May 2023. ETHRA submitted to the European Commission's public consultation on the evaluation of the legislative framework for tobacco control. The consultation was in the form of a questionnaire with the option to attach a supporting document. Due to the inherent bias against tobacco harm reduction in the questionnaire, our supporting document was our main contribution to the consultation. 

Download our submission here

See the questionnaire here

Dear European Commission

Evaluation of the legislative framework for tobacco control – Open Public Consultation 

European Tobacco Harm Reduction Advocates (ETHRA) is the voice of 27 million EU consumers of safer nicotine products. The safer nicotine products we use include vapes, nicotine pouches, snus and heated tobacco products.  ETHRA is a consortium of 25 grassroots consumer associations in 17 European countries, supported by experts in tobacco control and nicotine research. We are a voluntary operation with no industry funding or conflicts of interest. Our transparency registration number is 354946837243-73.

Please find attached our response to the Evaluation of the legislative framework for tobacco control’s Open Public Consultation. We have focussed on how  the European Commission and other bodies evaluate the evidence, drawing on what we see as the failures in the SCHEER report. Our main points are that the value of evidence should depend on:

  • How the evidence is evaluated. For example, are the risks associated with vaping compared to those from smoking or to abstinence?
  • What questions are asked and not asked? For example, will the questionnaire ascertain how many Europeans no longer smoke because they are using  safer nicotine products instead?
  • What counterfactuals are considered?  For example, if policies are introduced which make safer nicotine products less accessible or appealing,  will people smoke instead?

We found that the questionnaire was constructed with inherent bias against harm reduction, to force answers in favour of measures making safer nicotine products less accessible or appealing for people to switch to. A question such as  “Considering the TPD, please rate each of the below product categories according to the level of threat they pose to the public health, particularly among young people” excludes the option of considering these products as providing opportunities  which can benefit  public health. The questionnaire also does not capture the effects of anti-vaping policies on youth and adult smoking or likely countermeasures by consumers and suppliers. Therefore, the questionnaire is not an adequate framework for evaluating the evidence.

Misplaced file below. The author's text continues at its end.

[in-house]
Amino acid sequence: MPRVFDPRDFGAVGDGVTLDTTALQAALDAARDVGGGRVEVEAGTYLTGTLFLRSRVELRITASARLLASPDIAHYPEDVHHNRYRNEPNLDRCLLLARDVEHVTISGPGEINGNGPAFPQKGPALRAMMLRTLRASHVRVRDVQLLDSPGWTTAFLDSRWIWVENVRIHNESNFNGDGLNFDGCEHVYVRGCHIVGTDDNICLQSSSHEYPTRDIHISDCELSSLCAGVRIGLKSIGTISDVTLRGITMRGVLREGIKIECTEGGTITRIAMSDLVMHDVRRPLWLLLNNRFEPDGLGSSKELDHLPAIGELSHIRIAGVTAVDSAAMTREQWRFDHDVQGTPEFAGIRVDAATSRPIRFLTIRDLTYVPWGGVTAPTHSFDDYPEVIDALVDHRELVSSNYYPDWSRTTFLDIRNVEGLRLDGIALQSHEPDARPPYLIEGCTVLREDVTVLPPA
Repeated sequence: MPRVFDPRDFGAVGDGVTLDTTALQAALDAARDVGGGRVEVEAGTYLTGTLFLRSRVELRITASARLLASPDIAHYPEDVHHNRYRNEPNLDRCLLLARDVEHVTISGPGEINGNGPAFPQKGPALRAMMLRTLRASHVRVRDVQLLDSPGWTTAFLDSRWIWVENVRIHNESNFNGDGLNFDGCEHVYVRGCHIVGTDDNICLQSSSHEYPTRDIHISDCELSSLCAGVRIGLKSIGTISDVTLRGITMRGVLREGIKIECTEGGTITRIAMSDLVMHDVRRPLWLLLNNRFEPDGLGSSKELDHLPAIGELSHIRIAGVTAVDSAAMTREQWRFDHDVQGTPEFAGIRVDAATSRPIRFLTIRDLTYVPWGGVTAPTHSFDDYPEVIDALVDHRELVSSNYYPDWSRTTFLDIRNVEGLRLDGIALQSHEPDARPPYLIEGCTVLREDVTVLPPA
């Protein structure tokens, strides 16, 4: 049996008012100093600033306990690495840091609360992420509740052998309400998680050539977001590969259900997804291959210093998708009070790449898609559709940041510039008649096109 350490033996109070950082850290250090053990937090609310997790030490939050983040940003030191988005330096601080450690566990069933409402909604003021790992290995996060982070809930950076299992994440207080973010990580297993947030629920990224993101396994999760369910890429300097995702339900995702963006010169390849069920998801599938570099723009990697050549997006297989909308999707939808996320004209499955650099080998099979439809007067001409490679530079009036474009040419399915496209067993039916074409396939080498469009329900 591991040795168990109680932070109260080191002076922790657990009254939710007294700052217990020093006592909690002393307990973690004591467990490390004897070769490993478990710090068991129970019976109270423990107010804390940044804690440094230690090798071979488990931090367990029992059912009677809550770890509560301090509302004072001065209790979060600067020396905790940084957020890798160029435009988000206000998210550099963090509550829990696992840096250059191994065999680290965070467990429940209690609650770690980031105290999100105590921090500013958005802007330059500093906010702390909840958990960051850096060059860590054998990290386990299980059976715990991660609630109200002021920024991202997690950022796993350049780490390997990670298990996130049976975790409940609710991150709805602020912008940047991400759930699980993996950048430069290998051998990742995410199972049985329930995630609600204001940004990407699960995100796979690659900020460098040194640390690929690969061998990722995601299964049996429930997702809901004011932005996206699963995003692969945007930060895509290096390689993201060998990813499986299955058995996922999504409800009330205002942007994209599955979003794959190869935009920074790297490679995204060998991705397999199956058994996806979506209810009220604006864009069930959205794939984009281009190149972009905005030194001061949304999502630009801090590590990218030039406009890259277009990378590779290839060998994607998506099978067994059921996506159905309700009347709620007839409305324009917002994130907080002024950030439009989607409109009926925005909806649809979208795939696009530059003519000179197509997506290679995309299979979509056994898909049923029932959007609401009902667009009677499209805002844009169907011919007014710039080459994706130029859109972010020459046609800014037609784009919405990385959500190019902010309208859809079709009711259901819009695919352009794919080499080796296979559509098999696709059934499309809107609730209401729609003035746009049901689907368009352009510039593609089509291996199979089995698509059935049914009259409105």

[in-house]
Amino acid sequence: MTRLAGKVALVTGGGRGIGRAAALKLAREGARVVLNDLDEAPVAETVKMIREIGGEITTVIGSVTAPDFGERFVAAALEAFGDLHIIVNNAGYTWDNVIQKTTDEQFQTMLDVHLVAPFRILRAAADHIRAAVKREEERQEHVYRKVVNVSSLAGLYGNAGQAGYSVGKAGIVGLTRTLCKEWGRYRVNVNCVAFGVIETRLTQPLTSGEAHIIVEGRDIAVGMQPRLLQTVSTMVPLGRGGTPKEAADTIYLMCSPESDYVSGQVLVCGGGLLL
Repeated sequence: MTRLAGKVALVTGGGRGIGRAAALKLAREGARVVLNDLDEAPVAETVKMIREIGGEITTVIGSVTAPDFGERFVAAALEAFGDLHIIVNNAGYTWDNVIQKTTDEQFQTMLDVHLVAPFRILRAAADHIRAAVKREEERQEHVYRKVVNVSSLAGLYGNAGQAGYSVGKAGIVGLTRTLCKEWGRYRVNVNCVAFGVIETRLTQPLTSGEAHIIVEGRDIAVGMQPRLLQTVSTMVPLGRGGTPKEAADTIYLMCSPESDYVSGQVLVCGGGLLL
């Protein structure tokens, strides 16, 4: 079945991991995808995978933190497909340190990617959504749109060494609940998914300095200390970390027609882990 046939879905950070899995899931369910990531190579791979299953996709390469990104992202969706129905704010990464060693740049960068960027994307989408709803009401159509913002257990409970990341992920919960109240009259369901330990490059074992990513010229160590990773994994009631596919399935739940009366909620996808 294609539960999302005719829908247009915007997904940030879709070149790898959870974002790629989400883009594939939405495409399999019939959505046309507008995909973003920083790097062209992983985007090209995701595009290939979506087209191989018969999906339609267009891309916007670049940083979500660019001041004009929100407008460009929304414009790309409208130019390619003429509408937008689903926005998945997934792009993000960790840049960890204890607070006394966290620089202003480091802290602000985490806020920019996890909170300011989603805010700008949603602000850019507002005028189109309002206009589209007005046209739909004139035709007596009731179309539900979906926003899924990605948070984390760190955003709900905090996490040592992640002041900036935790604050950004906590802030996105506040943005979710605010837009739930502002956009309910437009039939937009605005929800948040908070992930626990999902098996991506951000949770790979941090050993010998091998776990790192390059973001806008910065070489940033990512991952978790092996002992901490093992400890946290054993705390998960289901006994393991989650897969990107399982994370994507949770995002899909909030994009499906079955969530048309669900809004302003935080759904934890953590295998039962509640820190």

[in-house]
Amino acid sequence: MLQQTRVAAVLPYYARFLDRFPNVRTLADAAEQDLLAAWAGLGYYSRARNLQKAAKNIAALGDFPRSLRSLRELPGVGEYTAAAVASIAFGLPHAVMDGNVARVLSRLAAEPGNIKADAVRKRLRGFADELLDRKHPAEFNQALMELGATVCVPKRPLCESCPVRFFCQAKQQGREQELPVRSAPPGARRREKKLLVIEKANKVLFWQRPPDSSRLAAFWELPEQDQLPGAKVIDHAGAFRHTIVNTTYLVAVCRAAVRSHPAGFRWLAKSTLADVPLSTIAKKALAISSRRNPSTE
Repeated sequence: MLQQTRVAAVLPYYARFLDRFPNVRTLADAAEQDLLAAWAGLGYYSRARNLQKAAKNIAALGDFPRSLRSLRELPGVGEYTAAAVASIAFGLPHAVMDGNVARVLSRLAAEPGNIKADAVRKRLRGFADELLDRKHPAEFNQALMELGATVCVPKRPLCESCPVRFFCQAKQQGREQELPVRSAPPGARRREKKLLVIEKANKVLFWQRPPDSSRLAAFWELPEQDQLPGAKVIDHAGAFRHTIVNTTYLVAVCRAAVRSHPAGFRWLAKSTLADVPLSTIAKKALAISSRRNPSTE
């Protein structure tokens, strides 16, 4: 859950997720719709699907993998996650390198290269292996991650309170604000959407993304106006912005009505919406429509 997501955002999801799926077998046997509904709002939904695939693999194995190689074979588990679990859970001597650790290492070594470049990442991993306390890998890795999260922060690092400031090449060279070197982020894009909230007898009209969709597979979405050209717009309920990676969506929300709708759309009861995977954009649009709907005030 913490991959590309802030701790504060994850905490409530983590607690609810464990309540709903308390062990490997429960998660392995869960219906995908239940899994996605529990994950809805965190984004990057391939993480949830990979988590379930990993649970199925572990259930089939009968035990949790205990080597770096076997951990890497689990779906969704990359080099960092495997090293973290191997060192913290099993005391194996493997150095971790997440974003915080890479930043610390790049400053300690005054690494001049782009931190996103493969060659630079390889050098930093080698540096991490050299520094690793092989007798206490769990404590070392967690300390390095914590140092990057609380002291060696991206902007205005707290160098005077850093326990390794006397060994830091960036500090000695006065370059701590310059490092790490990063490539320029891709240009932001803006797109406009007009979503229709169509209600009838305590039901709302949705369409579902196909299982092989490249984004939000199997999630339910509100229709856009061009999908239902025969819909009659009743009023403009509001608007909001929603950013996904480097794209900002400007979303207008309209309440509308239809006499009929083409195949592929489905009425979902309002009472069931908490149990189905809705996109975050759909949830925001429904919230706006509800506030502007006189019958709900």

We highlight the importance of rigorous application of the EU’s core principles relating to the internal market, proportionality, and non-discrimination in policymaking. We believe rigorous application of these foundational ideas would change the current approach to safer nicotine products. These principles justify a risk-proportionate regulatory philosophy with a critical distinction drawn between combustible and non-combustible nicotine products, not between tobacco and non-tobacco or between novel and established products.

We provide a summary of evidence to support some basic insights that should inform tobacco control policy as it applies to safer nicotine products and tobacco harm reduction.

  • Smoke inhalation, not nicotine, is the primary cause of ill-health, and there are, beyond any reasonable doubt, significantly lower risks in using non-combustible forms of nicotine products. European Union policy should focus on reducing smoking, not nicotine use. 
  • Cigarettes and safer alternatives function as economic substitutes; therefore, tax, regulation or other interventions designed to address vaping will affect smoking behaviour. These substitution effects are the source of perverse consequences arising from poorly designed policies for safer nicotine products, and cause increased smoking.
  • Multiple lines of evidence triangulate to show that vaping products support adult smoking cessation at minimal risk – these products should be primarily treated as an opportunity rather than a threat.
  • A more sophisticated approach to youth uptake of safer nicotine products is necessary. There is no evidence for gateway effects, but there is accumulating evidence that safer nicotine products divert some young people from smoking and may be beneficial to young people who would be more likely to take up smoking.

We hope the views in the attached submission are helpful. We look forward to further engagement with the Commission during the targeted stakeholder phase on these important issues.

Yours sincerely

Damian Sweeney
On behalf of ETHRA and Partners